Thanksgiving weekend has just passed, and I’m sure a lot of us went home for the holiday, right? I mean, what self-respecting student would pass up a huge, free turkey dinner and a few nights in a decent bed? Though actually,
having been back in my residence for a night, I think I actually prefer my residence bed. But I digress. I think we all have similar stories; you’ve been gone a month or so, and you come back and suddenly realize that you’ll never fit in at home the way you used to.
For me, not much had really changed – the house still operated the same way, my family all looked the same, and even the Thanksgiving dinner went basically the same. It was the little things that made it all strange. Now, perhaps this is just me. I was happy to move away from home, and finally have that level of independence, but I have never been one who is fond of change. It was small things like new dishes, a new juice jug, my now empty room – the bed stripped of the old sheets, new ones blatantly mocking me and my new strangeness. Even my cats were a little afraid of me at first. It was like they didn’t know me.
Now, I didn’t throw a tantrum or something silly like that, but for the first day I felt terribly out of place. Like I’d accidently wound up in a home similar to mine, but not actually mine at all. This can be a really strange or upsetting for a lot of people. Especially when I found out my sister was planning on taking over my room, even though I might be moving back home for the summer.
The other interesting thing was how my relationship with my family had changed. And I don’t just mean my parents and siblings, but my other family too – aunts, uncles, cousins and grandparents. I used to be one of the younger cousins and so I was usually treated as such (though please note that I STILL had to sit at the kid’s table for Thanksgiving dinner. Ugh.) But after coming back from one month of university, everyone has changed.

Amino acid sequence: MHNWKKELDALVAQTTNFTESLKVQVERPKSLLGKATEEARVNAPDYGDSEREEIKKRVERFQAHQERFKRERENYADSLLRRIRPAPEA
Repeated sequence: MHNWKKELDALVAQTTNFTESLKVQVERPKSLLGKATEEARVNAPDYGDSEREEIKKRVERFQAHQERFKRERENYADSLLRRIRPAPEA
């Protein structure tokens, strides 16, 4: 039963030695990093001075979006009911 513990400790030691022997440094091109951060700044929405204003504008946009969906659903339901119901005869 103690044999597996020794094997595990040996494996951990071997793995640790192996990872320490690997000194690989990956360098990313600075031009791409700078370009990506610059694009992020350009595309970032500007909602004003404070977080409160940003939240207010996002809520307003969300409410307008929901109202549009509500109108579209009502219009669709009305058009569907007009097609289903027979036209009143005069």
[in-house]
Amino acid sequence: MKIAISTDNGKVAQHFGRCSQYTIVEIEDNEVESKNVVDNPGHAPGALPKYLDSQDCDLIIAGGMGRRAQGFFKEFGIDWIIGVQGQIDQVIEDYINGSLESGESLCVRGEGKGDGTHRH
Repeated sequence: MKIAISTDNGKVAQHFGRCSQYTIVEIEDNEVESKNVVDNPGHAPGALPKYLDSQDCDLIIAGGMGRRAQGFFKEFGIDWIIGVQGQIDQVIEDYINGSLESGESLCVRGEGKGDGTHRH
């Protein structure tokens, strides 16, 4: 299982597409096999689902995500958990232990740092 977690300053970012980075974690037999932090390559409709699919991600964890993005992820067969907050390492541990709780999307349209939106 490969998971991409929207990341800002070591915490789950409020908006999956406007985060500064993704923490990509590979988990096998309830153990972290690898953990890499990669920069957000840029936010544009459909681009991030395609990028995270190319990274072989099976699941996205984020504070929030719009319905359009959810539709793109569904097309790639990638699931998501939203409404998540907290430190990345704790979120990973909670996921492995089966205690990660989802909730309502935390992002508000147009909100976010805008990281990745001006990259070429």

For one thing, my grandmother and my aunts were not as square-cut as I had once thought. I started hearing all these amazing stories that only a month or so ago, they would never have told me (Stories that I shall not tell to you, dear reader, just in case they or my mother end up reading this blog ;)). It was nice to be able to have a real adult conversation with them, and to be able to stand there and listen, and not have them censor what they were saying to each other because I was near. You learn about a whole different aspect of these people you’ve known for so long, and it only brings you closer.
So yes, the changes can and are quite scary at times, but they’re changes that need to occur. And as I learned this weekend, it’s all about the transition into adulthood. If you handle the small changes like an adult, and don’t freak out about them, people recognise that and will begin treating you accordingly. It’s a great feeling to be recognised as a true
adult and an equal.